So much more of our day revolves around the phone now that learning proper manners early is important.
Making a call
Phone manners are all about respect. A great early experience for using the phone is calling a grandparent to say hello or a friend for a play date. These are relatively safe phone calls to make. Teach him to identify himself first, by saying, "Hello, this is Joe. May I please speak to John?" Discuss how to ask to leave a message if someone is not available and to always say "Thank you" and "Goodbye."
Sometimes kids need to call coaches, neighbors or other adults they don't know well. In those cases, teach them to introduce themselves more completely, as in, "Hello, this is Joe Smith," and then move on to the question or reason they have called. Again, they always need to say "Thank you" and "Goodbye." These types of calls are more difficult for kids and require more practice. Make sure they remember to listen carefully to the information they are given and to take notes if they need to remember something.
What a child says when he answers the phone is as much about safety as it is respect for the person on the other end. When answering the phone, she takes on the role of information gatherer more than information giver.
"You might have a rule that if the kids don't recognize the caller ID, they don't answer the phone."
Giving a name — or any other information, for that matter — isn't always appropriate. Caller ID is a great aid in discerning how much information to give, or whether to answer the phone in the first place. You might have a rule that if the kids don't recognize the caller ID, they don't answer the phone. If it's a valid call, the person will leave a message, and you can call them back.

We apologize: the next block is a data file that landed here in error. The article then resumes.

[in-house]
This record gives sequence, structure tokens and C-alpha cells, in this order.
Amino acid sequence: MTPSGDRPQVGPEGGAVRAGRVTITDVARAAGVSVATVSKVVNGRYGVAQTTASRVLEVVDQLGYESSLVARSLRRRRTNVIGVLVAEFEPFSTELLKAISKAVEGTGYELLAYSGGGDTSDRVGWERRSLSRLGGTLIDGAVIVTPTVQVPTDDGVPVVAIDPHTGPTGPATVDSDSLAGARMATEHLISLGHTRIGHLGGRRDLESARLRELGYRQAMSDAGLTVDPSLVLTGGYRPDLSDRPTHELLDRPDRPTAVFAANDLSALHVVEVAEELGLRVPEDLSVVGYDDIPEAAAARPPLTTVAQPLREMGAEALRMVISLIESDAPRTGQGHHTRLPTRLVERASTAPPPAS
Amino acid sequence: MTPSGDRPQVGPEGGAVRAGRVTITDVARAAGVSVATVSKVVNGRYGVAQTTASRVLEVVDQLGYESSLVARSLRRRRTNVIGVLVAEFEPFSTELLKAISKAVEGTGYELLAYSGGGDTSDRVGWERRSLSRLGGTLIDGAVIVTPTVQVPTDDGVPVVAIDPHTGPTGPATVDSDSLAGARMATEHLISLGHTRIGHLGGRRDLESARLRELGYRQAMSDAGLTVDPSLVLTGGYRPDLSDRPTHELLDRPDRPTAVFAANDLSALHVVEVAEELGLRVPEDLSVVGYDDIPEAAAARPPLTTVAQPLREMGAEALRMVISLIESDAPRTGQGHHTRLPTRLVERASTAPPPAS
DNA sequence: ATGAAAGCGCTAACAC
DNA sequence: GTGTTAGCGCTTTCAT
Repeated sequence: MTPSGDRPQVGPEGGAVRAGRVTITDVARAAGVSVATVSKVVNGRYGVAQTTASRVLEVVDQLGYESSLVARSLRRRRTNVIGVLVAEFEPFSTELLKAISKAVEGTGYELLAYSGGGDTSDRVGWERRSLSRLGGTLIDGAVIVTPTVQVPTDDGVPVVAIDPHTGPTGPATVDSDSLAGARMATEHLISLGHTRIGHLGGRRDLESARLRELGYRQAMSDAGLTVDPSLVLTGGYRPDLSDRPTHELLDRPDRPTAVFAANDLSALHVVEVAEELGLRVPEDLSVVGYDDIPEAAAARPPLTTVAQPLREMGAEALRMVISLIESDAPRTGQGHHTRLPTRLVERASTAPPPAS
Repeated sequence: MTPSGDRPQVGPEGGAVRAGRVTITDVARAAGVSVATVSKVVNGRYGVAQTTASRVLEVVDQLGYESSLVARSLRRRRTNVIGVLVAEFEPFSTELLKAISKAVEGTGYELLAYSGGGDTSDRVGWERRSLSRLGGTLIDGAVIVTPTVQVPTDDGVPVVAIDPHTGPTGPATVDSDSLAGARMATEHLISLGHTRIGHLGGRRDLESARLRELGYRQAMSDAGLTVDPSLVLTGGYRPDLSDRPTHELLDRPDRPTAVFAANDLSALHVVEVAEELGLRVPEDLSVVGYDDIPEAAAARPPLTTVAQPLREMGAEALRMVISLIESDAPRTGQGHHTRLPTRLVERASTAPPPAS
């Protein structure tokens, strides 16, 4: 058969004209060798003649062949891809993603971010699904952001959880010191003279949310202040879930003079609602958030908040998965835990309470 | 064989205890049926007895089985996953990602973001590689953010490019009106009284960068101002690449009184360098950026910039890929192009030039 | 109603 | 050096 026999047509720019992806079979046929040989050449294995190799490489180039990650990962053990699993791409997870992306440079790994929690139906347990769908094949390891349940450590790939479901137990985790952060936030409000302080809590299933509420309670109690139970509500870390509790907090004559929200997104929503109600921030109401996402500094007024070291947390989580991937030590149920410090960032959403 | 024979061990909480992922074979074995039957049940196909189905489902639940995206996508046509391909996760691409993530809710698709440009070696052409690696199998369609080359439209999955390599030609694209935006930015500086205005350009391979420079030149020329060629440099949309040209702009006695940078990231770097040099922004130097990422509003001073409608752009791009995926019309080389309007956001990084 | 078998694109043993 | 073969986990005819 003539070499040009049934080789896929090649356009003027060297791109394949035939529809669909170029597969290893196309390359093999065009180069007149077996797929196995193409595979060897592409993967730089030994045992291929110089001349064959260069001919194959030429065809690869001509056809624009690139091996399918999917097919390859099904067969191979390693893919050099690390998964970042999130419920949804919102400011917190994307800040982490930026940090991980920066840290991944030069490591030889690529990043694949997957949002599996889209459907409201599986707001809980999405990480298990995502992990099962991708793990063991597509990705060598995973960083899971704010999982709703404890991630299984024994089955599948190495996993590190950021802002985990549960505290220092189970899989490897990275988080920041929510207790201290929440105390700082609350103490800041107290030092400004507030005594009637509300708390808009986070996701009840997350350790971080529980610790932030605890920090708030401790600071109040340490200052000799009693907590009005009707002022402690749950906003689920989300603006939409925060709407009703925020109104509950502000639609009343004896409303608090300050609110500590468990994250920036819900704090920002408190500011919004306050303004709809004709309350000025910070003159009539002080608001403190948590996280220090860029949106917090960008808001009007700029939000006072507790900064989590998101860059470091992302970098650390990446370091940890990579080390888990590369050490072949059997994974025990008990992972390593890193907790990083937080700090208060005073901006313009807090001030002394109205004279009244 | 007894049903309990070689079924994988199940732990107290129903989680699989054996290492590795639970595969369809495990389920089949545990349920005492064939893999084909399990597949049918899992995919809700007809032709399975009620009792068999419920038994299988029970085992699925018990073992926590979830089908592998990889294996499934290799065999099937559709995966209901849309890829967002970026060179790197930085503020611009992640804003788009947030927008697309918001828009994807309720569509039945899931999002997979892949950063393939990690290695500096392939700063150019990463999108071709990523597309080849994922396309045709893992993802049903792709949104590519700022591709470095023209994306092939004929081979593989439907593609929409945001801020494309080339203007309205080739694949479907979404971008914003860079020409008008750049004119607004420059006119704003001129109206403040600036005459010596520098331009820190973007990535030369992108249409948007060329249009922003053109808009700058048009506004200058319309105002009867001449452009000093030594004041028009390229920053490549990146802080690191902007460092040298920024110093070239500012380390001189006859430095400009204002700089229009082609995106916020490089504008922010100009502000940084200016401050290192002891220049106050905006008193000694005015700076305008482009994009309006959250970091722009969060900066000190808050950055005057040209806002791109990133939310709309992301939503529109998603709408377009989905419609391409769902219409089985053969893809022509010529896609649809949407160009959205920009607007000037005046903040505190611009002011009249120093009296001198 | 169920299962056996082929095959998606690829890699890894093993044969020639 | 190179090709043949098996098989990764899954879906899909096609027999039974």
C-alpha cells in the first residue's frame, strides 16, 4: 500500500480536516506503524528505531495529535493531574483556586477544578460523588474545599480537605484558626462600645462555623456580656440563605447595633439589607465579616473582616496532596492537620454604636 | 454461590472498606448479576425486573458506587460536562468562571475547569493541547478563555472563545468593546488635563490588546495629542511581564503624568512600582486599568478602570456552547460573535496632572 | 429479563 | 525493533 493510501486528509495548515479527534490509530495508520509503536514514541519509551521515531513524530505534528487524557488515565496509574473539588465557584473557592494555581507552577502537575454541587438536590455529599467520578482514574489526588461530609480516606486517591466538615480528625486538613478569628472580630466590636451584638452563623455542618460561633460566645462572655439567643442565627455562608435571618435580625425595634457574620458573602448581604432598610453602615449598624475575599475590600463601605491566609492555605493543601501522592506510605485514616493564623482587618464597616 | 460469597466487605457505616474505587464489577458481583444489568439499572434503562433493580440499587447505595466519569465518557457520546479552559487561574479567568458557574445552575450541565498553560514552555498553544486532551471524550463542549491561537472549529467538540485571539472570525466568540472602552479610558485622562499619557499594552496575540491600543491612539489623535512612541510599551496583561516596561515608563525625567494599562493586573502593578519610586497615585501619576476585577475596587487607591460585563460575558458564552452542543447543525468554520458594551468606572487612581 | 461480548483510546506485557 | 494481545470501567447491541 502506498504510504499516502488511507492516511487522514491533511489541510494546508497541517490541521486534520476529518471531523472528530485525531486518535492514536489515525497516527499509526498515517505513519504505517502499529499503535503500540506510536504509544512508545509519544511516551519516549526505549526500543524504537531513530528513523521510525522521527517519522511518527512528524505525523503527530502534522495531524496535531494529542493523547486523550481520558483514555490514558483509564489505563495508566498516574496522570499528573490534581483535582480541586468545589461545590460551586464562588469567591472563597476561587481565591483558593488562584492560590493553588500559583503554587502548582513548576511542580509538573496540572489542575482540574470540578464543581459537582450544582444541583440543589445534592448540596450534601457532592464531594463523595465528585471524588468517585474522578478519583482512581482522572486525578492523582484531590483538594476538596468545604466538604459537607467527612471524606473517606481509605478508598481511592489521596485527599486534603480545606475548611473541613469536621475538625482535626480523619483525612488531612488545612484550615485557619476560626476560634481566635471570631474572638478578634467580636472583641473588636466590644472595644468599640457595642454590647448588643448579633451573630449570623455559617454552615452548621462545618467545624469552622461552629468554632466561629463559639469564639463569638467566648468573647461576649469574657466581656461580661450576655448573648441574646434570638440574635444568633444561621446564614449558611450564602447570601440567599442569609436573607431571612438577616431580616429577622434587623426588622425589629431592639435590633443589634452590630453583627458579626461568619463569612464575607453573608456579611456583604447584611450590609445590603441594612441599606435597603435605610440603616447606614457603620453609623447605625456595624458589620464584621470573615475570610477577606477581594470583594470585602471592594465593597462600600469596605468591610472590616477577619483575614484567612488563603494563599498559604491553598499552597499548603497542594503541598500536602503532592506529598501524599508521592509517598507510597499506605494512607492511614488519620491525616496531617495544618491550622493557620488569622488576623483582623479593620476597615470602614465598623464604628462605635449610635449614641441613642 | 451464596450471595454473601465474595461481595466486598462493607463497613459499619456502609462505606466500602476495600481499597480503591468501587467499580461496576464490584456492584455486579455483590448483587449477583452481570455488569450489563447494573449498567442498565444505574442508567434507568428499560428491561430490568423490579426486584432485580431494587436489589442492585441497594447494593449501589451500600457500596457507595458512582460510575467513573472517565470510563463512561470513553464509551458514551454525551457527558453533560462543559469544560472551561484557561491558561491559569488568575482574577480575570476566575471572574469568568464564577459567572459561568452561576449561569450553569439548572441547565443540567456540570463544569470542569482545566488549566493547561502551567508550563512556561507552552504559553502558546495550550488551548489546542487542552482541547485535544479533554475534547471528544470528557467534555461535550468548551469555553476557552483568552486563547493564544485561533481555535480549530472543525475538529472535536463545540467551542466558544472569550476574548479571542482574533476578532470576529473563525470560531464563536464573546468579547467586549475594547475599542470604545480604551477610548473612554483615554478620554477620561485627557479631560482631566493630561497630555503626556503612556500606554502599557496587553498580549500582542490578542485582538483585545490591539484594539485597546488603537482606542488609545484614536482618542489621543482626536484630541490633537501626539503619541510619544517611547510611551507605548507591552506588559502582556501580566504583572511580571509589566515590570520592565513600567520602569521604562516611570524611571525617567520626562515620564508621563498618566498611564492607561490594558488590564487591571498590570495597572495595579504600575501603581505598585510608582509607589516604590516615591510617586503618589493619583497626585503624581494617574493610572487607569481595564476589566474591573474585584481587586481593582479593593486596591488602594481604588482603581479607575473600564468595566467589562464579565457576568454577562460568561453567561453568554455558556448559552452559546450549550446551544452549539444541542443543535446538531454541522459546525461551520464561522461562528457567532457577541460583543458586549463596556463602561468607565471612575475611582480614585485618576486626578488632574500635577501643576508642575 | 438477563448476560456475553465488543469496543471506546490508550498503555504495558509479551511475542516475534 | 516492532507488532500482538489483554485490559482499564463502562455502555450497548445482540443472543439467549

For calls they do answer, kids should be taught not to give their names or any additional information — who is or isn't at home, address and so on. When in doubt, your kids can pass the phone to an adult, or ask the caller to leave a message or to call back another time.
Taking appropriate phone messages is a sign of respect for the caller and for the message recipient. Plenty of adults even struggle to take and deliver proper messages. Have a pad of paper near the phone for messages and plenty of writing instruments located at each phone location. Cordless phones may not always be in the base, so be sure to have extra pads and pencils at strategic locations throughout the house.
At the very least, your child should be able to get a name and number of the person calling, and note what time the call was received. Teach them to verify spellings if they are unsure. They can even ask the caller, "Can I please have my mom (or dad) call you back for those details?" if the message seems complicated. Delivering the messages is also important. Show your child a good place to leave phone messages for all family members, since it's easy to forget about them hours later.
Teaching phone manners is a process that takes time and practice. Start teaching your kids early about phone manners, and they soon become second nature.
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